It’s about a learning journey that changes your perspective with respect to the world. It changes how you see yourself. This is really important, for example with respect to the climate emergency. It’s not about learning the statistics about climate change, it is about feeling that you are an agent of change in this dynamic system and we each have personal responsibility. Some people get it through reading it, other people get it through watching a video, other people might get it through having some sort of experience that embodies that knowledge.

We made a giant footprint which was 13 times larger than our regular footprint. It represents how much bigger out footprint is than it should be. It’s funny but it’s also shocking.

We worked out that the shoe for the structural engineer would have to be five metres long. Strap a five-metre-long shoe onto someone’s foot and ask them to walk around: that’s experiential learning. And it’s also quite clowny.

Alexie says ‘We need to bring humour into our conversation about the climate emergency. There needs to be an open, honest, positive, bravery about the topic’.

All about Constructivist.

Alexie – tell me about Constructivist.

It’s the professional training end of the Eiffel Over project. If Eiffel Over is the exploring part, running playful workshops and experimenting, reading books and reviewing them, podcasting – Constructivist is where it gets distilled down into training courses that other people might be willing to buy. It’s the same background, it’s the same collaborators, it’s the same production team.

The ‘elevator pitch’ – our vision is engineers with the creative skills they need to solve the world’s problems. And we have a series of missions that help us do that. Developing specific bundles of training around aspects of creativity. This often comes back to practical philosophy: ways of living that enable people to think more creatively.

Culture of climate emergency

We are also developing practical tools to help people think about the climate emergency. What does it mean to declare an emergency? What is the culture of emergency, because I think it is a cultural thing. How do you tell the stories, how do you create rituals, how to do you control, measure, organise and exercise power. (Here I am referring to headings in the Johnson Scholes culture web model for describing organisational culture).

14:20 Alexie – What are your upcoming Constructivist courses?

Building Carbon Tools for Conceptual Design

The next one is Building Carbon Tools for Conceptual Design – delivered with Bengt Cousins-Jenvey. Lots of companies have now declared a climate emergency. But what do you do next? We want to give people in those companies strategies for answering questions about carbon. So, who are the people in the design process who need to understand this. Who are the stakeholders involved and what do they need to know? What are the potential sources of information, what are the pitfalls, and how can you structure a very logical way to talk about carbon in the context of design.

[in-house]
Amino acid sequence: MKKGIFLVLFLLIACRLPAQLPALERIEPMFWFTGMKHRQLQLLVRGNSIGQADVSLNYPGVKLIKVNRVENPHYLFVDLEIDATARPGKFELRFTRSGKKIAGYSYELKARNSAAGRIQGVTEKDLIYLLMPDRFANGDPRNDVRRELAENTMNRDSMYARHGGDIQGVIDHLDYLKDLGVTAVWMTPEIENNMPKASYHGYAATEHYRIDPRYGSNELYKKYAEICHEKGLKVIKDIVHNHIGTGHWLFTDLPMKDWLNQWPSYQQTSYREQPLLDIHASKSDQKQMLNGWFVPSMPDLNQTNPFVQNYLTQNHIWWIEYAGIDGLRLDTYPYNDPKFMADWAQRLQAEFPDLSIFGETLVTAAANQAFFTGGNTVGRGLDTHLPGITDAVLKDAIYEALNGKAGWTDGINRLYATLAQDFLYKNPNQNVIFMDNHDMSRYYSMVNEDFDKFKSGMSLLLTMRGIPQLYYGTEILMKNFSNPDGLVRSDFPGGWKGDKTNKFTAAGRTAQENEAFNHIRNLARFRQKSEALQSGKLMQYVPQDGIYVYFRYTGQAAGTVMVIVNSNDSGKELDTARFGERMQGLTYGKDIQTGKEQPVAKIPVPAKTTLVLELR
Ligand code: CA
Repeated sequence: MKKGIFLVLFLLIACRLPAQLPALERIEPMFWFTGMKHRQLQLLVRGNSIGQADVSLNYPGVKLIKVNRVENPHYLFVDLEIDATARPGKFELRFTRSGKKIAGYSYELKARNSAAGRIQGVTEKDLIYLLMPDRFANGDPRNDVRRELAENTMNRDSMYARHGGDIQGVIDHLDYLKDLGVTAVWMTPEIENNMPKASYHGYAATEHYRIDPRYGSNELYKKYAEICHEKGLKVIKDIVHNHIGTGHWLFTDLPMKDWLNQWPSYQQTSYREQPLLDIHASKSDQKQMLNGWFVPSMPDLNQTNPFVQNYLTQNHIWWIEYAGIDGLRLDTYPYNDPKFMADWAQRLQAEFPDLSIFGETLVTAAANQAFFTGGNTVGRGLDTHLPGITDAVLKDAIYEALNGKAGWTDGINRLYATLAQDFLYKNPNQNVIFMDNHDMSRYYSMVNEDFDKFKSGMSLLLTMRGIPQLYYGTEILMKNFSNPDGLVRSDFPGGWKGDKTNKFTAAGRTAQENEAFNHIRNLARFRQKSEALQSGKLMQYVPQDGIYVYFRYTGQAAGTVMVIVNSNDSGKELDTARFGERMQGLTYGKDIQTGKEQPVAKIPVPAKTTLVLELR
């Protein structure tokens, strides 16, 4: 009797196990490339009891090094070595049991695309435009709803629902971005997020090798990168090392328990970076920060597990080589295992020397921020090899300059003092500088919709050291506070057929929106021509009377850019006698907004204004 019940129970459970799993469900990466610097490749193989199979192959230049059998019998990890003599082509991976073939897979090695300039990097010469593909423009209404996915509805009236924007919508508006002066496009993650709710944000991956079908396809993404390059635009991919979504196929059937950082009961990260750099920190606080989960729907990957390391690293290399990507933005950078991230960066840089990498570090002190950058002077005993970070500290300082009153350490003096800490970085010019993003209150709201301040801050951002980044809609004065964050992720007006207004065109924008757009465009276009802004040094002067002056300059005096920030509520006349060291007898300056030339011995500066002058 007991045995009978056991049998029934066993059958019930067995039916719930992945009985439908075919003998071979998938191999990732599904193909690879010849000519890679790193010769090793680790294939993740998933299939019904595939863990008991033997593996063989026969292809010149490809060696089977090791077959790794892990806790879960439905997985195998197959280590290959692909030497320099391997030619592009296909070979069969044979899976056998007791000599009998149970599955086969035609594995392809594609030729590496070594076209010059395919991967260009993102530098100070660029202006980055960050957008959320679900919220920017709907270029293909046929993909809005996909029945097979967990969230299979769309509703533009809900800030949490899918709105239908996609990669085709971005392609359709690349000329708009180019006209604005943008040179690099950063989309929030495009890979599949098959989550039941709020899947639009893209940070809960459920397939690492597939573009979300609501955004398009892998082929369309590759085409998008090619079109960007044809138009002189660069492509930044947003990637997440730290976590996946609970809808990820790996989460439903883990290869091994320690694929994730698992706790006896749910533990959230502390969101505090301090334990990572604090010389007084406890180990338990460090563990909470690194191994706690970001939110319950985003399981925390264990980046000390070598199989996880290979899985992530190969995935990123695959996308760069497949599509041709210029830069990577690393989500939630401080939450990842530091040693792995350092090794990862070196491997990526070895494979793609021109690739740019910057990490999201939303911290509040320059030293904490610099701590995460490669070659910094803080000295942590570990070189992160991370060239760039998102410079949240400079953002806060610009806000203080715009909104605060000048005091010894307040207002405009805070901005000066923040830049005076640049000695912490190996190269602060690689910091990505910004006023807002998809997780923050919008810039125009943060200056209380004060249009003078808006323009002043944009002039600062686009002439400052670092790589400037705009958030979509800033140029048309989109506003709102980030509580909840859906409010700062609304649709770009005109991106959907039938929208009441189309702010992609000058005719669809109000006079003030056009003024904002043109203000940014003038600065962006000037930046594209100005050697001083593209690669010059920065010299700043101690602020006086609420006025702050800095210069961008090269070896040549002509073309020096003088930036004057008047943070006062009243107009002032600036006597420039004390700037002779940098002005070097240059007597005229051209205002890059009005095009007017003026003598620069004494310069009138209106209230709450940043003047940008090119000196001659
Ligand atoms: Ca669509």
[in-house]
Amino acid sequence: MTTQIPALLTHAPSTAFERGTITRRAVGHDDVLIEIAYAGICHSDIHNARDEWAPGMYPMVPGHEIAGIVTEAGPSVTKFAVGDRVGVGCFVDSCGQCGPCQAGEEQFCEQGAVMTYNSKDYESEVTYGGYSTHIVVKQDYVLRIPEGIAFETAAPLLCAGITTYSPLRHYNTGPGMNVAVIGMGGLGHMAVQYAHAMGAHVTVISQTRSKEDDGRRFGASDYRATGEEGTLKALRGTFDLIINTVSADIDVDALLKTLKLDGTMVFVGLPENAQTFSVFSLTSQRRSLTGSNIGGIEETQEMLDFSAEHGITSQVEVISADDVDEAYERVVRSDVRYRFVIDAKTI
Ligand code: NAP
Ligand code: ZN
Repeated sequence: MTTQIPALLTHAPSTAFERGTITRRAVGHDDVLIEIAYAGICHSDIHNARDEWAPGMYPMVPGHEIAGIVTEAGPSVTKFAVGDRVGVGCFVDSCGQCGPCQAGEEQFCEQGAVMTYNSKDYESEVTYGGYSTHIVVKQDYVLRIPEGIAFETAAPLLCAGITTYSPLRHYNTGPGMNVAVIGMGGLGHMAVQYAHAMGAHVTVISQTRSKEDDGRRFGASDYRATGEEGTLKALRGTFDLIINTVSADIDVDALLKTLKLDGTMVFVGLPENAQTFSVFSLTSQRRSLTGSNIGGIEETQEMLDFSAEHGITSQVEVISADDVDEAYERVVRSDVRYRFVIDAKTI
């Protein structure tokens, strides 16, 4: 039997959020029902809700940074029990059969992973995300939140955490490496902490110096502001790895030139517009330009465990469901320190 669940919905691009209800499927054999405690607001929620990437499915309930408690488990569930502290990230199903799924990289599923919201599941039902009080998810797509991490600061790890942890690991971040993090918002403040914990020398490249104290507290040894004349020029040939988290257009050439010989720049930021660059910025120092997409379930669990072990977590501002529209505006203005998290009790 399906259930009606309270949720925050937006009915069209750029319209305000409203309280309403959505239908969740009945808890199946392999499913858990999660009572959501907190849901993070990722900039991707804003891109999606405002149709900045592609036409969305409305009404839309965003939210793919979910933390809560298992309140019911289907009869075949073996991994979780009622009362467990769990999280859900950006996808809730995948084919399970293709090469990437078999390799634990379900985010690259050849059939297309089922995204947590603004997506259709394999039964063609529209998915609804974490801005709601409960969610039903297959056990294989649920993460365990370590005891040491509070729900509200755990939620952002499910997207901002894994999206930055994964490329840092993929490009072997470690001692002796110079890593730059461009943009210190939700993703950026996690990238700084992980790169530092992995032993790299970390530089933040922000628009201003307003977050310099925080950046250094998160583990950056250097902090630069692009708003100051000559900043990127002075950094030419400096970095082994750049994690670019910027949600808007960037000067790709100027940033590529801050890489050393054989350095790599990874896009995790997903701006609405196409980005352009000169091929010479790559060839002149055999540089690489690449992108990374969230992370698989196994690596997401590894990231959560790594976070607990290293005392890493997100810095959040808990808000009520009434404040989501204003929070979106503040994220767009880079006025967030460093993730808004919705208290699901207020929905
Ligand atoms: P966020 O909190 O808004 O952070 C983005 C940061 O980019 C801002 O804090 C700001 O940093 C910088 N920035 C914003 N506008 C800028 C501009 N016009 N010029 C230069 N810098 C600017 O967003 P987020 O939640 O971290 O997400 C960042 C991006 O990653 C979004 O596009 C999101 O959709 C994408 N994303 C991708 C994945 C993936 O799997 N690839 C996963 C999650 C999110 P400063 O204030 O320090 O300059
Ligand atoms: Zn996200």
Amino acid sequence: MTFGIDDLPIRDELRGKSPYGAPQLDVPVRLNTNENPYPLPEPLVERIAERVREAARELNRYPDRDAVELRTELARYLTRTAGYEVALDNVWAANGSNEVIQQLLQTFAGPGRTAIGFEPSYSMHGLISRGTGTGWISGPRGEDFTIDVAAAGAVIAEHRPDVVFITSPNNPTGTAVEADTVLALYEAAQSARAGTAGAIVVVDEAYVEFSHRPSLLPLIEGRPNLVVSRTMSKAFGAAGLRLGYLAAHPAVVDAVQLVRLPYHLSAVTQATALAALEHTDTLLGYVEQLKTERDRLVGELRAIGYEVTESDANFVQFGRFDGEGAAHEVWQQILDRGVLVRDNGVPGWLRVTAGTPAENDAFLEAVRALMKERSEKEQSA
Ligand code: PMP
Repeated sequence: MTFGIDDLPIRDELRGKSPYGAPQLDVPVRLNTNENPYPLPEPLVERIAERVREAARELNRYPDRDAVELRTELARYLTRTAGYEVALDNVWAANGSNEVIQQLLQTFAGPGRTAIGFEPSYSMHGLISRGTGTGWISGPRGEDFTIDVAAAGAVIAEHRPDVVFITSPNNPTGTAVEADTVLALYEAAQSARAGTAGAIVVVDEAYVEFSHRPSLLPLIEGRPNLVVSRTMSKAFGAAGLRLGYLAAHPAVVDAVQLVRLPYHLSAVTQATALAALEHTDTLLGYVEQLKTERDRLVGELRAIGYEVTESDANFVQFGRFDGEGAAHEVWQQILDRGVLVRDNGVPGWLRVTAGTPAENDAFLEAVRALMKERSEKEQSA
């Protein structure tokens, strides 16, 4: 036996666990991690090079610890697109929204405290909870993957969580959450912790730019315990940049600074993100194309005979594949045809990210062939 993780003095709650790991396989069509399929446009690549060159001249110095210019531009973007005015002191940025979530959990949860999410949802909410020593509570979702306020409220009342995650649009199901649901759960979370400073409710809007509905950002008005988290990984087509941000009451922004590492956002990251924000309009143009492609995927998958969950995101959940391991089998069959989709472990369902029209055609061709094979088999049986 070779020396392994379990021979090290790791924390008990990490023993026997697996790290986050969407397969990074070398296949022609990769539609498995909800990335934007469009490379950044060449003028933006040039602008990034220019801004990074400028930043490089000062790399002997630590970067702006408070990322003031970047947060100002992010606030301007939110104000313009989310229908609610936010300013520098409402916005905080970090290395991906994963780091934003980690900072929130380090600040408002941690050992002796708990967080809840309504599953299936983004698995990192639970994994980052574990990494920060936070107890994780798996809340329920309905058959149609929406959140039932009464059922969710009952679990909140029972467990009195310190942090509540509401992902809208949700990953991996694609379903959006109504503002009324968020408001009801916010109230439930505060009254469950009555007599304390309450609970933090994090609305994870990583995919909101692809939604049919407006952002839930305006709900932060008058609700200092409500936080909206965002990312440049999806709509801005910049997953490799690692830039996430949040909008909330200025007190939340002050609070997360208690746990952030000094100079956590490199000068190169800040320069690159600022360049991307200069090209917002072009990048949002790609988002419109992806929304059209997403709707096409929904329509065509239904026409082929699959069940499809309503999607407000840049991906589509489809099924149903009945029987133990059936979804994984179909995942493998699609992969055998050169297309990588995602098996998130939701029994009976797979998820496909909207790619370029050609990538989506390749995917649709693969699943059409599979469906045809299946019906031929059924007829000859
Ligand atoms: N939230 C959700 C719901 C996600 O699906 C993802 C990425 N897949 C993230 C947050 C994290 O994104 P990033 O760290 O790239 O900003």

One of my great fears is that engineers risk creating BIM models of deck chairs on the Titanic. It’s a real distraction to make sure we have the perfect measuring tool. What we need is the basic question to be asked in every situation.

If we think of concrete and steel as toxic materials, if we look at what the impact is of the carbon that is generated through their creation and use, you might regard them differently. How does that compare to a different option? There’s not necessarily obvious answers but it’s important people talk about it and don’t get stuck in the minutiae.

Training on what to do after you have declared a climate emergency

18:00 – The second course is called ‘Training on what to do after you’ve declared a climate emergency’. This is a difficult time. People are working out what to do next. One of the key methods we use in Constructivist training is starting with where the learner is. Learning is based on previous levels of understanding. People develop their own understanding of new material with respect to what they have previously understood. There is no one truth.

So if we really want to help people learn, we need to work out what do they know already, and how can we affix the next bit of knowledge to their previous understanding.

This second course is about understanding the level of understanding in the room and where each individual is at.

Part of what we are going to be dealing with having difficult conversations. Actually, the training could be about how do you be brave about having difficult conversations. How do you deal with, what Jim Collins calls the ‘hard work’ rather than the ‘long work’. The long work of the climate emergency is going through and optimising every bean; the hard work is having the conversation in the first place that says we shouldn’t even be building this. We have a lot businesses at the moment that are saying, well, our business is building stuff, so what are we supposed to do. So actually, giving people the tools to have these difficult conversations, like how do we restructure our business so that we are no-longer in the business of putting concrete in the ground and yet still serving humanity.

20:56 Alexie: presumably this is where the creative thinking comes in because if you have to monetise a de-growth economy, you have to think creatively. Is it services you can weave through an existing structure? Is it something you can re-configure rather than destroy. Presumably it is also about rallying your teams about you.